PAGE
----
Formed in 1967 by former Motions guitarist Robbie van Leeuwen, the Dutch quartet Shocking Blue originally had a lineup of VanLeeuwen on guitar, lead vocalist Fred DeWilde, bass player Klaasje Van der Wal, and drummer Cornelius Van der Beek, and the initial configuration of the band had a minor homeland hit with “Lucy Brown Is Back in Town” a year later in 1968…
When Blackmore’s Night rolled in to York, England, on 30 September 2011, the heat scorched the medieval streets and the sunlight bathed the old city walls. Inside the Grand Opera House, Ritchie Blackmore, Candice Night and their band of minstrels were generating their own heat as they took their devoted audience on a musical journey through the ages with songs from their two new albums…
Trouble Man is a soundtrack and twelfth studio album by American soul singer Marvin Gaye, released on December 8, 1972, on Motown-subsidiary label Tamla Records. As the soundtrack to the 1972 Blaxploitation film of the same name, the Trouble Man soundtrack was a more contemporary move for Gaye, following his landmark politically charged album What's Going On.
You're All I Need is the second studio album by soul musicians Marvin Gaye and Tammi Terrell, released in August 1968 on Motown-subsidiary label Tamla Records. Highlighted by three hit singles written by Nickolas Ashford and Valerie Simpson (who composed two of the four hit songs on the first Gaye/Terrell duets LP, United), You're All I Need was recorded throughout 1966 and 1967 and features two Top 10 Billboard Hot 100 hits, "Ain't Nothing Like the Real Thing" and "You're All I Need to Get By". It peaked at #60 on the U.S. Billboard 200 Album Chart. You're All I Need was the two singers' final collaboration effort, as Terrell would turn ill following recording, before succumbing to a brain tumor in 1970.
This is one of the most highly acclaimed soul albums of the 1970s. A longtime innovator at Motown, Robinson responded to the Funk revolution in black music (Marvin Gaye, James Brown, Sly Stone, Curtis Mayfield, Al Green) with an effective counterpoint: the stylish and mature album A Quiet Storm. This landmark album spawned and lent its name to the "Quiet Storm" musical programming format, a format still adopted by radio stations across America 40 years later.
For Simon Rattle, Jean Sibelius is “one of the most staggeringly original composers that there is”. And indeed, this music has a unique musical language whose many beauties are particularly succinctly conveyed in Sibelius’s seven symphonies. There is sonorous warmth as much as there is austere Nordic folklore. Moreover, there is a conceptual boldness that takes the listener on exciting musical journeys of discovery. In 2015, to celebrate the 150th anniversary of Sibelius’s birth, Simon Rattle and the Berliner Philharmoniker presented the cycle live, which was met with unanimous delight by audiences and critics alike. “The Philharmoniker show that with them and Simon Rattle, Sibelius is in excellent hands,” wrote the Berliner Zeitung, “because the orchestra has that astringency and sheer power which is so important for this kind of music.”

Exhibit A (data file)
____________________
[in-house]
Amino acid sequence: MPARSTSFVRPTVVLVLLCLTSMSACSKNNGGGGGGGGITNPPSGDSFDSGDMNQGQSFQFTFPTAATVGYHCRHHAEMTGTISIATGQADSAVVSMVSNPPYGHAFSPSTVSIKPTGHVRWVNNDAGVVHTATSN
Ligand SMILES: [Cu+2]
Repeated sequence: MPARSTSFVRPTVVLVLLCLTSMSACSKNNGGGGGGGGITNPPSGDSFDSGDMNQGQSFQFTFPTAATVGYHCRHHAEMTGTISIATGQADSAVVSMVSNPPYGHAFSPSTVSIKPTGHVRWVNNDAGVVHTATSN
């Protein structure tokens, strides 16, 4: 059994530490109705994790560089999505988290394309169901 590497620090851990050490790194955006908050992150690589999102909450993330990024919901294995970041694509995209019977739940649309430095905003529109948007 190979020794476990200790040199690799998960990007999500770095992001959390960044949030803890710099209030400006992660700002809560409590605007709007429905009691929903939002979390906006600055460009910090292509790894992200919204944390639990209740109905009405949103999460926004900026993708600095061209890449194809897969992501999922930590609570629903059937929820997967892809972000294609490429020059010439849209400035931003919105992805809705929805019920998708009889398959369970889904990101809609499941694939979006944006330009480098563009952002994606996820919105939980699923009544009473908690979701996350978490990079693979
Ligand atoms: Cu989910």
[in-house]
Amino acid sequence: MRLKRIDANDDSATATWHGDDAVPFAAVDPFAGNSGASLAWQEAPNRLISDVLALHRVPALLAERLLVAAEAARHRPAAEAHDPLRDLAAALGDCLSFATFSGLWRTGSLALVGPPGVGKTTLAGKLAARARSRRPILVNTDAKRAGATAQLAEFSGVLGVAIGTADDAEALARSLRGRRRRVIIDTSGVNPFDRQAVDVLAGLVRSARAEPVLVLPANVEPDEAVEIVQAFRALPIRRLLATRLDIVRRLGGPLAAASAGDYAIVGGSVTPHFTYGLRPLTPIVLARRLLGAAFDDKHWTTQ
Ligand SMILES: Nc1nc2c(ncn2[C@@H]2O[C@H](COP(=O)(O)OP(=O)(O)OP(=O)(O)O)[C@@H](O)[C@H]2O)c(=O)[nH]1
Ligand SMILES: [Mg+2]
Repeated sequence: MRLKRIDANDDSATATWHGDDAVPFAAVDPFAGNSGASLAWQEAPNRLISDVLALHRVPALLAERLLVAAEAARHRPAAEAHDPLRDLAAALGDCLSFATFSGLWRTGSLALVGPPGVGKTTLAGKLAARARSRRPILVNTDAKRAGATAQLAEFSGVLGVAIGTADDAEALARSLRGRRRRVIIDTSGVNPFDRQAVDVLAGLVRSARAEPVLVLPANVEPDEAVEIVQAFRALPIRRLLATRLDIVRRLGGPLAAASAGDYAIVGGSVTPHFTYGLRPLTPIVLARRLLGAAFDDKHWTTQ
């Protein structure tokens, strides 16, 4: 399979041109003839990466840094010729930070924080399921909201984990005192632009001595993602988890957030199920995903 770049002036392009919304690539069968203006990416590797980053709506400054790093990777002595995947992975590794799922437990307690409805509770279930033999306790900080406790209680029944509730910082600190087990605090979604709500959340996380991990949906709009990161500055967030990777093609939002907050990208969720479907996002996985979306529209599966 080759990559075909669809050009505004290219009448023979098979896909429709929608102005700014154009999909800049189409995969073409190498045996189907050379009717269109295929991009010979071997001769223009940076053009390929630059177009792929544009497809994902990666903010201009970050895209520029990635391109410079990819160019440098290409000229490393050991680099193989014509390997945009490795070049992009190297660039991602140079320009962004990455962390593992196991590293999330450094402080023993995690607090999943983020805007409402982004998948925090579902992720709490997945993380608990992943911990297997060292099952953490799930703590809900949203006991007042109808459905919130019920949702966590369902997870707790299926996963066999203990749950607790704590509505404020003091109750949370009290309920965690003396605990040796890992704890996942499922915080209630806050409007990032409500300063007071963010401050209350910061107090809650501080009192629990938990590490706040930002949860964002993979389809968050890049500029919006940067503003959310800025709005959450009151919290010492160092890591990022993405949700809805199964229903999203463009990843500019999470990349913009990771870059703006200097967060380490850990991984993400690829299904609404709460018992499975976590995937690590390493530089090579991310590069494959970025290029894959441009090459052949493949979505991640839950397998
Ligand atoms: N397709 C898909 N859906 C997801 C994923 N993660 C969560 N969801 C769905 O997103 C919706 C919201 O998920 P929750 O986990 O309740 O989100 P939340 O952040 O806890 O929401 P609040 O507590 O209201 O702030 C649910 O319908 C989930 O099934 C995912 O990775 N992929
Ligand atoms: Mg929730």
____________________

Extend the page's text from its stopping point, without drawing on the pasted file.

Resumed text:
Karl Richter’s recordings of Bach’s orchestral and sacred music influenced an entire generation of musicians and listeners, presenting the conductor’s unique sound and style. When Richter recorded Bach’s works, he freed them from a ponderous tradition that had mired the music in romantic sounds and idiom. Richter lightened Bach’s music, and, with an orchestra of outstanding musicians, helped bring it toward the more modern interpretations that listeners have become familiar with today. This is still a bit far from the historically-informed performances that are pretty much the norm, but there is a unity and natural originality that comes through the music in these recordings.
Regarded as one of Aretha’s best albums off Atlantic Records, Let Me In Your Life reached #1 on Billboard’s Top R&B charts. Teaming up with legendary Atlantic producer Jerry Wexler, the queen of soul delivered her trademark vocal chops. The recording would yield three highly successful singles, “Until You Come Back To Me (That’s What I’m Gonna Do),” “Ain’t Nothing Like The Real Thing” and “I’m In Love.” The track, “Ain’t Nothing Like The Real Thing” would win Aretha a GRAMMY® for Best Female R&B Vocal Performance.
Marquise Knox recently released his third album, Here I Am, once again recorded at the legendary Blue Heaven Studios in Salina, Kansas. It features Marquise and his band, with a little help from Wayne Sharp of Michael Burk’s band sitting in on B-3 and piano. Nine originals, and three reverent covers of Marquise’s favorite Muddy Waters tunes.
Recorded in 1965 but not released until 1980, Et Cetera holds its own against the flurry of albums Wayne Shorter released during the mid-‘60s, a time when he was at the peak of his powers.